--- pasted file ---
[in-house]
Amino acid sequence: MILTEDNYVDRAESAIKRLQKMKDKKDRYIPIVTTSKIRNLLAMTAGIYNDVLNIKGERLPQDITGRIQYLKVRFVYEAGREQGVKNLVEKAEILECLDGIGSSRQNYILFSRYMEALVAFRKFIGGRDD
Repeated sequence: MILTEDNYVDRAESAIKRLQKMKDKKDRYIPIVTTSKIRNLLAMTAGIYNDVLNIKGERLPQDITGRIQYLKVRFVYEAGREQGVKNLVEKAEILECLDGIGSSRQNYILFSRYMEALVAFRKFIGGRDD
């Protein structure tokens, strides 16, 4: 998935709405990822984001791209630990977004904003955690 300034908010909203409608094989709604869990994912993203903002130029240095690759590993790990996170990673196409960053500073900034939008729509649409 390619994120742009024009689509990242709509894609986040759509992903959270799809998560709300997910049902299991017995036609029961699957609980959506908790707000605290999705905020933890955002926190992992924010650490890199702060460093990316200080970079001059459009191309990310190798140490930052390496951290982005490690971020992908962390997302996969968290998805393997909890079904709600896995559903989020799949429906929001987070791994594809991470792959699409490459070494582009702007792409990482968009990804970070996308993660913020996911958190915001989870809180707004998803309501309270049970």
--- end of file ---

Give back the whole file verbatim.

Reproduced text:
[in-house]
Amino acid sequence: MILTEDNYVDRAESAIKRLQKMKDKKDRYIPIVTTSKIRNLLAMTAGIYNDVLNIKGERLPQDITGRIQYLKVRFVYEAGREQGVKNLVEKAEILECLDGIGSSRQNYILFSRYMEALVAFRKFIGGRDD
Repeated sequence: MILTEDNYVDRAESAIKRLQKMKDKKDRYIPIVTTSKIRNLLAMTAGIYNDVLNIKGERLPQDITGRIQYLKVRFVYEAGREQGVKNLVEKAEILECLDGIGSSRQNYILFSRYMEALVAFRKFIGGRDD
């Protein structure tokens, strides 16, 4: 998935709405990822984001791209630990977004904003955690 300034908010909203409608094989709604869990994912993203903002130029240095690759590993790990996170990673196409960053500073900034939008729509649409 390619994120742009024009689509990242709509894609986040759509992903959270799809998560709300997910049902299991017995036609029961699957609980959506908790707000605290999705905020933890955002926190992992924010650490890199702060460093990316200080970079001059459009191309990310190798140490930052390496951290982005490690971020992908962390997302996969968290998805393997909890079904709600896995559903989020799949429906929001987070791994594809991470792959699409490459070494582009702007792409990482968009990804970070996308993660913020996911958190915001989870809180707004998803309501309270049970």